Here’s How Long a Speeding Ticket Stays on Your Record

Depending on where you live, a speeding ticket can remain on your record anywhere from one to 10 years.

Jamie Johnson
Written byJamie Johnson
Jamie Johnson
Jamie Johnson
  • 6 years experience in personal finance writing

  • Featured on Credit Karma and Insider

Jamie is a meticulous researcher who has published 2,000+ personal finance articles. Her expertise is trusted by major brands like Bankrate and Rocket Mortgage.

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Evelyn Pimplaskar
Evelyn PimplaskarEditor-in-Chief, Director of Content
  • 10+ years in insurance and personal finance content

  • 30+ years in media, PR, and content creation

Evelyn leads Insurify’s content team. She’s passionate about creating empowering content to help people transform their financial lives and make sound insurance-buying decisions.

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Updated April 1, 2024 | Reading time: 4 minutes

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It’s common knowledge that if you’re caught speeding, you’ll have to pay a fine. But that’s far from the only cost of a speeding ticket. Depending on where you live, a speeding ticket can stay on your driving record for one to 10 years — and increase your insurance costs for three to five years.

Speeding tickets are a fairly common driving infraction, and they can increase your car insurance premiums. All licensed drivers should understand the effect of speeding tickets, how long they’ll stay on your record, and how comparing quotes from multiple insurers can help mitigate a ticket’s effect on your car insurance rates.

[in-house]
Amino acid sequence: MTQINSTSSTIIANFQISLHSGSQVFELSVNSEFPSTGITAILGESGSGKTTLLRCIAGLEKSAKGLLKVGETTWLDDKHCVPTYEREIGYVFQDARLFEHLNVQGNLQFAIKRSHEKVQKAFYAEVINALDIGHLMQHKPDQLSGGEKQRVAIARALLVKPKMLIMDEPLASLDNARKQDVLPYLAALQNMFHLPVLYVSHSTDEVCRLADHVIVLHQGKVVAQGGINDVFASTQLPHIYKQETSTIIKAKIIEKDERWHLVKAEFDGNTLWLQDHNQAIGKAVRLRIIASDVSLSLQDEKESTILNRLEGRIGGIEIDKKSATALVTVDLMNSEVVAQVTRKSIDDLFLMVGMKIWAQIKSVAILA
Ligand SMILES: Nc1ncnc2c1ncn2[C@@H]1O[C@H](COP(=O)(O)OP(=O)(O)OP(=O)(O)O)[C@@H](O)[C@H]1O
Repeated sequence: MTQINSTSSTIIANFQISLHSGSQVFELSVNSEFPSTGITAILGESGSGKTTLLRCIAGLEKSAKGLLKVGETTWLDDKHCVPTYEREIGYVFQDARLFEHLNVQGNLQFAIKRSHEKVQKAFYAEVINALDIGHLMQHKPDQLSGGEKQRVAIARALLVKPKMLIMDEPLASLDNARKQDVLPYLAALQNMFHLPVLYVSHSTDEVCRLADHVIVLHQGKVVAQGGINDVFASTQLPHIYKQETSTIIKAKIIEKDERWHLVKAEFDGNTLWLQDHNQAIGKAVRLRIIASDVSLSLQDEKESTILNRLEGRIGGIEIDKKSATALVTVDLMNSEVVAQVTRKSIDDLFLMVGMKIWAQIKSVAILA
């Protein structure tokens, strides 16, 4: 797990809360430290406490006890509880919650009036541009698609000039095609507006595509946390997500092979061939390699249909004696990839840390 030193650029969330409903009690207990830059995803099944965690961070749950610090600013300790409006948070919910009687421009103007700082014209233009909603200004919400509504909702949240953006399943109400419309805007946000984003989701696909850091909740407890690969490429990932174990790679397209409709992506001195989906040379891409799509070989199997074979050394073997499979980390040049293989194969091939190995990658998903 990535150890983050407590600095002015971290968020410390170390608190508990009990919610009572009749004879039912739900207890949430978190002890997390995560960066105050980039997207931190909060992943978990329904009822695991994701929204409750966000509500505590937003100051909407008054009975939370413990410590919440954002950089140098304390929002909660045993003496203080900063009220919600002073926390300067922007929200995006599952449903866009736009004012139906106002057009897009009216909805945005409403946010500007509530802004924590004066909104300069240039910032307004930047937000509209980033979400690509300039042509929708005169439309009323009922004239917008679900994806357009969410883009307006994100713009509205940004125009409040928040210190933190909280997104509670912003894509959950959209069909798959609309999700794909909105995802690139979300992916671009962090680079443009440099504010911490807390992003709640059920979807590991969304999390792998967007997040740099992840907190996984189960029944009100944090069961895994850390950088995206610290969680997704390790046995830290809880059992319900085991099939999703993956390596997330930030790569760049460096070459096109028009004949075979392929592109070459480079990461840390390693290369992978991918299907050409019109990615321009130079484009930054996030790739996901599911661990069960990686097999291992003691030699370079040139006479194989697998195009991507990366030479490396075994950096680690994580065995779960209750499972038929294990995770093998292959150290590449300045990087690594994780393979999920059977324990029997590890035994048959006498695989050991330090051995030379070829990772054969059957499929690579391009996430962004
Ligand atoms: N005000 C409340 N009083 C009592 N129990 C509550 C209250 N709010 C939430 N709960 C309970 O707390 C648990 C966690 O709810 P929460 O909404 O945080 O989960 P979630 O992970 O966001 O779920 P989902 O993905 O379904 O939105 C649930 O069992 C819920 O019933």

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How long a ticket stays on your driver’s license record

The amount of time a speeding ticket stays on your driving record can vary depending on where you live and the severity of the offense. The number of miles per hour you were driving above the posted speed limit can determine the severity of the ticket.

If you’re convicted of speeding, your state’s motor vehicle agency will assign a certain number of driver’s license points to your record. If you accrue too many points, insurance companies will see you as a high-risk driver.

Depending on your state, a speeding ticket can stay on your record anywhere from one to 10 years. If you want to see where you stand, you can request a copy of your driving record from the state for a small fee.

The following table outlines how long a speeding ticket will stay on your record in different states.

StateYearsStateYears
AlabamaPermanent, but driver’s license points drop off record after 2 yearsNebraska5 years
Alaska1 yearNevadaPermanent, but points drop off after 1 year
Arizona1 yearNew Hampshire3 years
Arkansas3 yearsNew JerseyPermanent
California3 years or longerNew Mexico3–4 years
Colorado5–10 yearsNew York4 years (points drop off after 18 months)
Connecticut2 yearsNorth Carolina3 years
Delaware5 yearsNorth Dakota3 years
Florida5 years or longerOhio3 years
Georgia2 yearsOklahoma3 years
Hawaii10 yearsOregon5 years
Idaho3 yearsPennsylvania5–10 years
Illinois4–5 yearsRhode Island3 years
Indiana2 yearsSouth Carolina2 years
Iowa5 yearsSouth Dakota3 years
Kansas3 yearsTennessee2 years
Kentucky2 yearsTexas3 years
Louisiana3 yearsUtah3 years
Maine5 yearsVermont2 years​​
Maryland3 yearsVirginia5 years
Massachusetts6 yearsWashington5 years
Michigan7 yearsWashington, D.C.2 years
Minnesota5 yearsWest Virginia5 years
Mississippi3 yearsWisconsin5 years
Missouri3 yearsWyoming3 years
MontanaIndefinitely  

How a speeding ticket affects car insurance

Receiving even one traffic ticket will cause your car insurance costs to increase. Speeding is a form of reckless driving and endangers other people on the road. Speeding causes accidents and contributed to 29% of all traffic fatalities in 2021.[1]

The following table shows full-coverage car insurance quotes for drivers with a clean driving record as opposed to one speeding ticket. As you can see, drivers with a clean record pay lower rates for car insurance than someone with a bad driving record. Plus, maintaining a clean driving record for several years can help you qualify for a good driver discount if your insurer offers one.

The below rates are estimated rates current as of: Monday, April 1 at 12:00 PM PDT